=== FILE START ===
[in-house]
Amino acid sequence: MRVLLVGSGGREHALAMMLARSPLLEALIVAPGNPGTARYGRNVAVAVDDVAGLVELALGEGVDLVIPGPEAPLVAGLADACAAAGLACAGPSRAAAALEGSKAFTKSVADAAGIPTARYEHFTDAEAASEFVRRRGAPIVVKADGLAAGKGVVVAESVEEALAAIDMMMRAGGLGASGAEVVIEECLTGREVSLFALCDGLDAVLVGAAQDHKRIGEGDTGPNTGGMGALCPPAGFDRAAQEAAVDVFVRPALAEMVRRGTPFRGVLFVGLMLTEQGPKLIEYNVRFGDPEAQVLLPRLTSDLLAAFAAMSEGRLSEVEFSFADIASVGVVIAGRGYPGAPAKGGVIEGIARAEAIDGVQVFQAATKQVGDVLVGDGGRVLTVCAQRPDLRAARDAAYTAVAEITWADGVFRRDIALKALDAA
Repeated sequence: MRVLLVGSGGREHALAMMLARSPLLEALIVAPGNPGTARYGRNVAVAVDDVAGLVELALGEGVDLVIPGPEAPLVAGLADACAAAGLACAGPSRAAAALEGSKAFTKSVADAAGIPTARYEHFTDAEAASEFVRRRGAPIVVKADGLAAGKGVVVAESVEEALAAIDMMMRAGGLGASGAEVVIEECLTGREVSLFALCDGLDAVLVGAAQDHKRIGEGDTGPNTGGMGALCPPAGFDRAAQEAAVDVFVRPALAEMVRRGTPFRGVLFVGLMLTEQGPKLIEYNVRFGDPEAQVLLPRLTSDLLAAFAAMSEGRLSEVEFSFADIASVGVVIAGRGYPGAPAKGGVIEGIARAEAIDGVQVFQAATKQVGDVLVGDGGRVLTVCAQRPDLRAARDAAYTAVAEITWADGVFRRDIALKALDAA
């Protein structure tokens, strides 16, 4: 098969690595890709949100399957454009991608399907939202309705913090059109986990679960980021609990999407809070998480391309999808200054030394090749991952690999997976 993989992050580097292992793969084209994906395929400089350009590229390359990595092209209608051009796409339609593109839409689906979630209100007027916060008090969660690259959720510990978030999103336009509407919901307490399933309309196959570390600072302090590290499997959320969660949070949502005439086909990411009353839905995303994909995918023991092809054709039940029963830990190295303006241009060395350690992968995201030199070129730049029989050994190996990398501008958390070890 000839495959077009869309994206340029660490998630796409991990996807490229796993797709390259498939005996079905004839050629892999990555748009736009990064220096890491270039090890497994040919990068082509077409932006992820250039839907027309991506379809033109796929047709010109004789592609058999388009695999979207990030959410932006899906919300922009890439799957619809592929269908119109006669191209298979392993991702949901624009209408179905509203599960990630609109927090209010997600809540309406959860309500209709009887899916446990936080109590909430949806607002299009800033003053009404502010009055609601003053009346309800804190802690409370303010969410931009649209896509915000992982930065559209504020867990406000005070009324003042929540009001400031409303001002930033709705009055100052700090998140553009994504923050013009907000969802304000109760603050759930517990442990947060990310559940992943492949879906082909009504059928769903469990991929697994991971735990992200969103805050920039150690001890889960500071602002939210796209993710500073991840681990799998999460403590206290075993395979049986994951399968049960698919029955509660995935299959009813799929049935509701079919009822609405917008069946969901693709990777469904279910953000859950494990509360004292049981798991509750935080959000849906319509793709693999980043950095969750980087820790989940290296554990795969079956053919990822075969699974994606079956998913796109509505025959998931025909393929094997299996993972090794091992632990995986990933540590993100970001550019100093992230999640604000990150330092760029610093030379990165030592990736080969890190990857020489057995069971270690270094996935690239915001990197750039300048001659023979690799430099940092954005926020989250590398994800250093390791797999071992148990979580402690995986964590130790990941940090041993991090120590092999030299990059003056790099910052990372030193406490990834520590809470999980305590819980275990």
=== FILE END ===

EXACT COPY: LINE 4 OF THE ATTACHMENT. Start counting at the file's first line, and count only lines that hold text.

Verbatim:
């Protein structure tokens, strides 16, 4: 098969690595890709949100399957454009991608399907939202309705913090059109986990679960980021609990999407809070998480391309999808200054030394090749991952690999997976 993989992050580097292992793969084209994906395929400089350009590229390359990595092209209608051009796409339609593109839409689906979630209100007027916060008090969660690259959720510990978030999103336009509407919901307490399933309309196959570390600072302090590290499997959320969660949070949502005439086909990411009353839905995303994909995918023991092809054709039940029963830990190295303006241009060395350690992968995201030199070129730049029989050994190996990398501008958390070890 000839495959077009869309994206340029660490998630796409991990996807490229796993797709390259498939005996079905004839050629892999990555748009736009990064220096890491270039090890497994040919990068082509077409932006992820250039839907027309991506379809033109796929047709010109004789592609058999388009695999979207990030959410932006899906919300922009890439799957619809592929269908119109006669191209298979392993991702949901624009209408179905509203599960990630609109927090209010997600809540309406959860309500209709009887899916446990936080109590909430949806607002299009800033003053009404502010009055609601003053009346309800804190802690409370303010969410931009649209896509915000992982930065559209504020867990406000005070009324003042929540009001400031409303001002930033709705009055100052700090998140553009994504923050013009907000969802304000109760603050759930517990442990947060990310559940992943492949879906082909009504059928769903469990991929697994991971735990992200969103805050920039150690001890889960500071602002939210796209993710500073991840681990799998999460403590206290075993395979049986994951399968049960698919029955509660995935299959009813799929049935509701079919009822609405917008069946969901693709990777469904279910953000859950494990509360004292049981798991509750935080959000849906319509793709693999980043950095969750980087820790989940290296554990795969079956053919990822075969699974994606079956998913796109509505025959998931025909393929094997299996993972090794091992632990995986990933540590993100970001550019100093992230999640604000990150330092760029610093030379990165030592990736080969890190990857020489057995069971270690270094996935690239915001990197750039300048001659023979690799430099940092954005926020989250590398994800250093390791797999071992148990979580402690995986964590130790990941940090041993991090120590092999030299990059003056790099910052990372030193406490990834520590809470999980305590819980275990």